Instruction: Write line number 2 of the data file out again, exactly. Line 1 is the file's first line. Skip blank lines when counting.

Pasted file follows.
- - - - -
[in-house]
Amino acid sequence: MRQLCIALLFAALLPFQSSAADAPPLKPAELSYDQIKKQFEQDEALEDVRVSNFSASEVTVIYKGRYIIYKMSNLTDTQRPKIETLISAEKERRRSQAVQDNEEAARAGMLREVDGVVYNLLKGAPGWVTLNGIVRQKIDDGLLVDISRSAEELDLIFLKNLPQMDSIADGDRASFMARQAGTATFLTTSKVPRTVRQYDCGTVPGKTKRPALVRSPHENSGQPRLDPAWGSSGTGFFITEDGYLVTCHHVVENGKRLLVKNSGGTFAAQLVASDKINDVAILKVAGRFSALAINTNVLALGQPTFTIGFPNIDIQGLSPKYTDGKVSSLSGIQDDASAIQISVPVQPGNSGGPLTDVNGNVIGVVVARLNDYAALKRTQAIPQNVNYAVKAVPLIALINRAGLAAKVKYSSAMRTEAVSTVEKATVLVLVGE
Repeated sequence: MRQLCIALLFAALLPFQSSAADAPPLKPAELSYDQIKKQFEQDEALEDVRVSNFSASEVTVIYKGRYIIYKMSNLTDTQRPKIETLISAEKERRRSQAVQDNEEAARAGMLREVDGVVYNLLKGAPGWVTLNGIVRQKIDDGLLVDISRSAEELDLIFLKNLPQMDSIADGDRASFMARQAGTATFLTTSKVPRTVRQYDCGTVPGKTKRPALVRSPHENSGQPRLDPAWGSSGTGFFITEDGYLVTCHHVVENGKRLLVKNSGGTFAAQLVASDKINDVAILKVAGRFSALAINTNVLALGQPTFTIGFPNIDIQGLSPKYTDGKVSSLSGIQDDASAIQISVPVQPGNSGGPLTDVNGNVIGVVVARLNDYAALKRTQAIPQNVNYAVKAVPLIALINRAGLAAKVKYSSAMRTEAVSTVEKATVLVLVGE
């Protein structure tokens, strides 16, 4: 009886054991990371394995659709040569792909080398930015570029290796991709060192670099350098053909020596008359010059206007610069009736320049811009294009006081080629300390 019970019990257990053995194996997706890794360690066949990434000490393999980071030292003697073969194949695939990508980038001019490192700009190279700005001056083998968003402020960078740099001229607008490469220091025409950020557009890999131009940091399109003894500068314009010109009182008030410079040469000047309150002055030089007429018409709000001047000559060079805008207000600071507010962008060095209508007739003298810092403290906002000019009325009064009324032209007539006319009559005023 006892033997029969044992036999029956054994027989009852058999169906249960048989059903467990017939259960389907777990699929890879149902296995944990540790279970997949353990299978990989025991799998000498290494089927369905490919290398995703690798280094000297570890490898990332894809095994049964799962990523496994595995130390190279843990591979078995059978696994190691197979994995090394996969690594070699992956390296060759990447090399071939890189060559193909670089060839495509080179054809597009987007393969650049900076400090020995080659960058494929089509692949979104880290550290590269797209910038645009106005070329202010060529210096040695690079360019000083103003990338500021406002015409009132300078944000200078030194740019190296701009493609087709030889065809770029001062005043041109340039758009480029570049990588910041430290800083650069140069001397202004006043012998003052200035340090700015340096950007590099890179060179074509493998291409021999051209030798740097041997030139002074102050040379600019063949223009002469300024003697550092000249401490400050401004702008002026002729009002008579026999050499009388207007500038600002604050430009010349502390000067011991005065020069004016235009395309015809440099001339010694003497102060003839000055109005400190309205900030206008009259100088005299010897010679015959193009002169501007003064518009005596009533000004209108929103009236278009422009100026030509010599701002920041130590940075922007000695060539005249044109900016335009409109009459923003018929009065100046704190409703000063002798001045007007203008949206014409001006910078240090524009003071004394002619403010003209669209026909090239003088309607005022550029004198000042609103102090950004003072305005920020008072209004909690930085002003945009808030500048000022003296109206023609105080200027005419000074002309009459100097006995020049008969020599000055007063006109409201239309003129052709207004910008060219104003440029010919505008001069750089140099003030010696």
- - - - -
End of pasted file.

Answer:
Amino acid sequence: MRQLCIALLFAALLPFQSSAADAPPLKPAELSYDQIKKQFEQDEALEDVRVSNFSASEVTVIYKGRYIIYKMSNLTDTQRPKIETLISAEKERRRSQAVQDNEEAARAGMLREVDGVVYNLLKGAPGWVTLNGIVRQKIDDGLLVDISRSAEELDLIFLKNLPQMDSIADGDRASFMARQAGTATFLTTSKVPRTVRQYDCGTVPGKTKRPALVRSPHENSGQPRLDPAWGSSGTGFFITEDGYLVTCHHVVENGKRLLVKNSGGTFAAQLVASDKINDVAILKVAGRFSALAINTNVLALGQPTFTIGFPNIDIQGLSPKYTDGKVSSLSGIQDDASAIQISVPVQPGNSGGPLTDVNGNVIGVVVARLNDYAALKRTQAIPQNVNYAVKAVPLIALINRAGLAAKVKYSSAMRTEAVSTVEKATVLVLVGE